(1) In the case of a material imported by the producer of the good, the adjusted value of the material with respect to that importation;

(2) In the case of a material acquired in the territory where the good is produced, except for a material to which paragraph (a)(3) of this section applies, the producer's price actually paid or payable for the material;

(3) In the case of a material provided to the producer without charge, or at a price reflecting a discount or similar reduction, the sum of—

(i) All expenses incurred in the growth, production or manufacture of the material, including general expenses, and

(ii) A reasonable amount for profit; or

(4) In the case of a material that is self-produced, the sum of—

(i) All expenses incurred in the production of the material, including general expenses, and

(ii) A reasonable amount for profit.

(b) Permissible additions to, and deductions from, the value of materials. The value of materials may be adjusted as follows:

(1) For originating materials, the following expenses, if not included under paragraph (a) of this section, may be added to the value of the originating material:

(i) The costs of freight, insurance, packing and all other costs incurred in transporting the material to the location of the producer;

(ii) Duties, taxes and customs brokerage fees on the material paid in the territory of Chile or of the United States, or both, other than duties and taxes that are waived, refunded, refundable or otherwise recoverable, including credit against duty or tax paid or payable; and

(iii) The cost of waste and spoilage resulting from the use of the material in the production of the good, less the value of renewable scrap or by-product; and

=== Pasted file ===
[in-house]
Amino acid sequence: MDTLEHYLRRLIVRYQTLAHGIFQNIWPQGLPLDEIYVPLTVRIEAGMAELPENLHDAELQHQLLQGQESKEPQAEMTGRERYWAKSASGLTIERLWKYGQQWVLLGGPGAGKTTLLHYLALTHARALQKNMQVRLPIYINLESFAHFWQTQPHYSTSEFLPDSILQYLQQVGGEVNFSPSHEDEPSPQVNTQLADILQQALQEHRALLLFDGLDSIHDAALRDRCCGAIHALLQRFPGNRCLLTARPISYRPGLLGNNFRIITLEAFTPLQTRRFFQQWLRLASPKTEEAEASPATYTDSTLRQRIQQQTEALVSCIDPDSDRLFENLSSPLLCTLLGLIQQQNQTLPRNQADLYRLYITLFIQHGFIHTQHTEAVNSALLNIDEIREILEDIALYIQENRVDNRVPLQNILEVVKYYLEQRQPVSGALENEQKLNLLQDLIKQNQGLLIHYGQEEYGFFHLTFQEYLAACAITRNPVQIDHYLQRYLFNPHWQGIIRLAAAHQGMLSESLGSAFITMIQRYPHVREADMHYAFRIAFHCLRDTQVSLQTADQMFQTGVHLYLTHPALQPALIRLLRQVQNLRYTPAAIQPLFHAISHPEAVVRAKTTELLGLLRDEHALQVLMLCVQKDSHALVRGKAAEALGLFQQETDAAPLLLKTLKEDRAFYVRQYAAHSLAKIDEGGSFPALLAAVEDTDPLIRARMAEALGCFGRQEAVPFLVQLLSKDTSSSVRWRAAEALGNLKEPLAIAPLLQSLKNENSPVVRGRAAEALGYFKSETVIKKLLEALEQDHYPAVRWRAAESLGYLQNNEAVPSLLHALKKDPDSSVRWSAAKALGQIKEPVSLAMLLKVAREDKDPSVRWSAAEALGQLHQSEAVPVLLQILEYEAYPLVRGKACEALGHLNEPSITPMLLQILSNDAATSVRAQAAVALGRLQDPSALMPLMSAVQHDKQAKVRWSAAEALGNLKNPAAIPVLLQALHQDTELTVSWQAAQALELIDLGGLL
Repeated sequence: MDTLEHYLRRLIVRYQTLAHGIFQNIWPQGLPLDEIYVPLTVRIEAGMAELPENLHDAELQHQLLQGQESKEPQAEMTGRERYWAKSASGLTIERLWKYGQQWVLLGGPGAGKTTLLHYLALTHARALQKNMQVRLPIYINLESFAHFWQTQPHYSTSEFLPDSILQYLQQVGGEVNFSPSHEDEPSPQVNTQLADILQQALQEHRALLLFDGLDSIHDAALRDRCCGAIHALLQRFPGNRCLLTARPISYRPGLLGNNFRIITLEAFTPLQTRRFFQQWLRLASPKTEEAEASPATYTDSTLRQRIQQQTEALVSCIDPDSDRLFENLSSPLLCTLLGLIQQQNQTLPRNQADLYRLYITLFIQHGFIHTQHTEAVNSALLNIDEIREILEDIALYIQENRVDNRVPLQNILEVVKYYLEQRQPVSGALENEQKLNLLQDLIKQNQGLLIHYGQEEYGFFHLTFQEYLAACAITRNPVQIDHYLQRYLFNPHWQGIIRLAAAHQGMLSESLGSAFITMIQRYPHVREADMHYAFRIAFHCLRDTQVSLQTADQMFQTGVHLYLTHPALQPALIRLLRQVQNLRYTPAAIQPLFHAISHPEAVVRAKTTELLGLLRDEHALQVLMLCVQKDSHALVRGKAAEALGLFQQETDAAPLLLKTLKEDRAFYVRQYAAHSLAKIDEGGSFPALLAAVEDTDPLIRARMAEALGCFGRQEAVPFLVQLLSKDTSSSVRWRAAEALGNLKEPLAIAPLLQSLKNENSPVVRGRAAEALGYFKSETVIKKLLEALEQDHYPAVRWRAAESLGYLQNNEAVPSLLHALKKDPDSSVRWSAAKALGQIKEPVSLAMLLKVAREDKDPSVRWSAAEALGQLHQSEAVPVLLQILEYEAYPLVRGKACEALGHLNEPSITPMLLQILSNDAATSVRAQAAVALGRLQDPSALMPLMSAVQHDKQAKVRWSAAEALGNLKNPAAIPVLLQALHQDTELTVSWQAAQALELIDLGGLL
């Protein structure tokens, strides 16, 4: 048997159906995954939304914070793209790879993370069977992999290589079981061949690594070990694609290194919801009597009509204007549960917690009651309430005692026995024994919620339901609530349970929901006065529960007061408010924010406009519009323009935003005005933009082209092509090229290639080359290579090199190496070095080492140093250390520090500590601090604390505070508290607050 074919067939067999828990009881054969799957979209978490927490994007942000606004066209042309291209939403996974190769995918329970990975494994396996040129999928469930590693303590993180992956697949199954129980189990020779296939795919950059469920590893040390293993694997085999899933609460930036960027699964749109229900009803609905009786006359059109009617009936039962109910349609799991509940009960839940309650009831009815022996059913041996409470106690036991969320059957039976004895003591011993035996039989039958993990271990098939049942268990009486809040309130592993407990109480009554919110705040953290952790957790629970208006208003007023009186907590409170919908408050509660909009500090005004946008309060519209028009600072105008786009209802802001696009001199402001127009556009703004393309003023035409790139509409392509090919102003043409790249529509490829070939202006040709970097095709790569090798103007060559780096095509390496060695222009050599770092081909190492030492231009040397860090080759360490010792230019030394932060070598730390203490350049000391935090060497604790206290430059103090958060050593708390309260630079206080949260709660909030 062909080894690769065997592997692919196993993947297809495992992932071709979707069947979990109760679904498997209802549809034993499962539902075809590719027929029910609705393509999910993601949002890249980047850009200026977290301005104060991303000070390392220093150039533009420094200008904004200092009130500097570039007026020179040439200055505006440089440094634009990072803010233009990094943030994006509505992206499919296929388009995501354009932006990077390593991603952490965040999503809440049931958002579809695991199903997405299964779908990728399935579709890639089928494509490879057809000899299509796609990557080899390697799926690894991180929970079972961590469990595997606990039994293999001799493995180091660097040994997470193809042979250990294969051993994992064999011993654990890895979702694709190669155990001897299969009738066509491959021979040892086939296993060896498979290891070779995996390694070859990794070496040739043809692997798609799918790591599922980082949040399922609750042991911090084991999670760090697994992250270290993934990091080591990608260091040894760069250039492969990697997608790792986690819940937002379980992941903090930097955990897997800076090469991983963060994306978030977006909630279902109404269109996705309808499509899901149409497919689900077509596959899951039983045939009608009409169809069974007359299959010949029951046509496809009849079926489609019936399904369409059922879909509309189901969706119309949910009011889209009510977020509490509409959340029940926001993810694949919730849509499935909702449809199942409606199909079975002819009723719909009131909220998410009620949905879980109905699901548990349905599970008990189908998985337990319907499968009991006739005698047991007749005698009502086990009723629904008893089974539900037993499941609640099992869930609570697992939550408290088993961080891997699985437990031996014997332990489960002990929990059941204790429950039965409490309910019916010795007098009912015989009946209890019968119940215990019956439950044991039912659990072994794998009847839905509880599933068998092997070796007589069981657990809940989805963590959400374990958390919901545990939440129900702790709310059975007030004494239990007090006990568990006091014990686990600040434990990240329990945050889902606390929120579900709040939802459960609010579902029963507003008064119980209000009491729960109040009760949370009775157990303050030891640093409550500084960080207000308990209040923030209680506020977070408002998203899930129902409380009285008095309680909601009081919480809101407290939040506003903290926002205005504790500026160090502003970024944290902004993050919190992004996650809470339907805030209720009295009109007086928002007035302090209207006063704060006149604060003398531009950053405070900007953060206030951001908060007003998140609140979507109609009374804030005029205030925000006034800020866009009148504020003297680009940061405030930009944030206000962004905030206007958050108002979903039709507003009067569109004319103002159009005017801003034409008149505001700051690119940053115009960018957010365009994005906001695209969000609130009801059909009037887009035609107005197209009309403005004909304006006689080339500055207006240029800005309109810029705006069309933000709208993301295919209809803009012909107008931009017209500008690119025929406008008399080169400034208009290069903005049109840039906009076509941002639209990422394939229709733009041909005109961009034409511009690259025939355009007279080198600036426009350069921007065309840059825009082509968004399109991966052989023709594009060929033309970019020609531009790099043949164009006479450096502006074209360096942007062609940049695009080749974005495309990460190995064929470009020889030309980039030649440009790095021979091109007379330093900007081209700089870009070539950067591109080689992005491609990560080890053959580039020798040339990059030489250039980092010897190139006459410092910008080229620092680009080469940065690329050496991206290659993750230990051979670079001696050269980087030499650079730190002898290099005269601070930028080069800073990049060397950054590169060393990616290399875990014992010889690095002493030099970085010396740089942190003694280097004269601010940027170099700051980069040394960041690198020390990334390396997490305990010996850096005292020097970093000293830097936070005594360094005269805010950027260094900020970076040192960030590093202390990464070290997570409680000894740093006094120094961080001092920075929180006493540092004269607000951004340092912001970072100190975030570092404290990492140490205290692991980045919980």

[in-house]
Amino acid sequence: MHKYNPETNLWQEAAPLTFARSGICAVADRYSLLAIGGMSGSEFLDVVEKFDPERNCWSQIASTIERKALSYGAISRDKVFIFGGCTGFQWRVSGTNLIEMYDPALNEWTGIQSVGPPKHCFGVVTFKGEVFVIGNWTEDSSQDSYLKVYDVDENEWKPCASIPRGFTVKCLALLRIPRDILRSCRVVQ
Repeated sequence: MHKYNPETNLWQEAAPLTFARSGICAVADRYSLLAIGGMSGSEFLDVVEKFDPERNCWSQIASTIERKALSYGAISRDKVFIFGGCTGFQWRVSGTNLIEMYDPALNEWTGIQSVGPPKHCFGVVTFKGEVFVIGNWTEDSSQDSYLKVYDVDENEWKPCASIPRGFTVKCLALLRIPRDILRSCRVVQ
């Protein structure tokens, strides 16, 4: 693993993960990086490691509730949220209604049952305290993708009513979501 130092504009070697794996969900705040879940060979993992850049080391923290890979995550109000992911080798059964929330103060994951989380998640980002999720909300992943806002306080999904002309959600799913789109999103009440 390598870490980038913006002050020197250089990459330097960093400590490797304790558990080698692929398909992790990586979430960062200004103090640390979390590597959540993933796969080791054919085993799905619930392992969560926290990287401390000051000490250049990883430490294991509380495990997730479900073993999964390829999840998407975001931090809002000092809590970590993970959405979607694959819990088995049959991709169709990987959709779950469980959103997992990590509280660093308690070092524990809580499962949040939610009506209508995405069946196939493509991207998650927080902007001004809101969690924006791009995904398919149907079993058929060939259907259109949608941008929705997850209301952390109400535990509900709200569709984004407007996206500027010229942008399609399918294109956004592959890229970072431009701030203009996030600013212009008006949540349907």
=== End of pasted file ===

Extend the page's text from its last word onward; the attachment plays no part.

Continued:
(2) For non-originating materials, if included under paragraph (a) of this section, the following expenses may be deducted from the value of the non-originating material:

(i) The costs of freight, insurance, packing and all other costs incurred in transporting the material to the location of the producer;

(ii) Duties, taxes and customs brokerage fees on the material paid in the territory of Chile or of the United States, or both, other than duties and taxes that are waived, refunded, refundable or otherwise recoverable, including credit against duty or tax paid or payable;

(iii) The cost of waste and spoilage resulting from the use of the material in the production of the good, less the value of renewable scrap or by-products; and

(iv) The cost of originating materials used in the production of the non-originating material in the territory of Chile or of the United States.

(c) Accounting method. Any cost or value referenced in General Note 26(n), HTSUS, and this subpart, must be recorded and maintained in accordance with the generally accepted accounting principles applicable in the territory of the Party in which the good is produced (whether Chile or the United States).

[CBP Dec. 05-07, 70 FR 10873, Mar. 7, 2005, as amended by CBP Dec. 06-39, 71 FR 76133, Dec. 20, 2006]

§10.456   Accessories, spare parts or tools.

Accessories, spare parts or tools that form part of the good's standard accessories, spare parts or tools and are delivered with the good will be treated as a material used in the production of the good, if—

(a) The accessories, spare parts or tools are classified with and not invoiced separately from the good; and

(b) The quantities and value of the accessories, spare parts or tools are customary for the good.

§10.457   Fungible goods and materials.

(a) A person claiming preferential tariff treatment under the US-CFTA for a good may claim that a fungible good or material is originating either based on the physical segregation of each fungible good or material or by using an inventory management method. For purposes of this subpart, the term “inventory management method” means—

(1) Averaging,

(2) “Last-in, first-out,”

(3) “First-in, first-out,” or

(4) Any other method that is recognized in the generally accepted accounting principles of the Party in which the production is performed (whether Chile or the United States) or otherwise accepted by that Party.

(b) A person selecting an inventory management method under paragraph (a) of this section for particular fungible goods or materials must continue to use that method for those fungible goods or materials throughout the fiscal year of that person.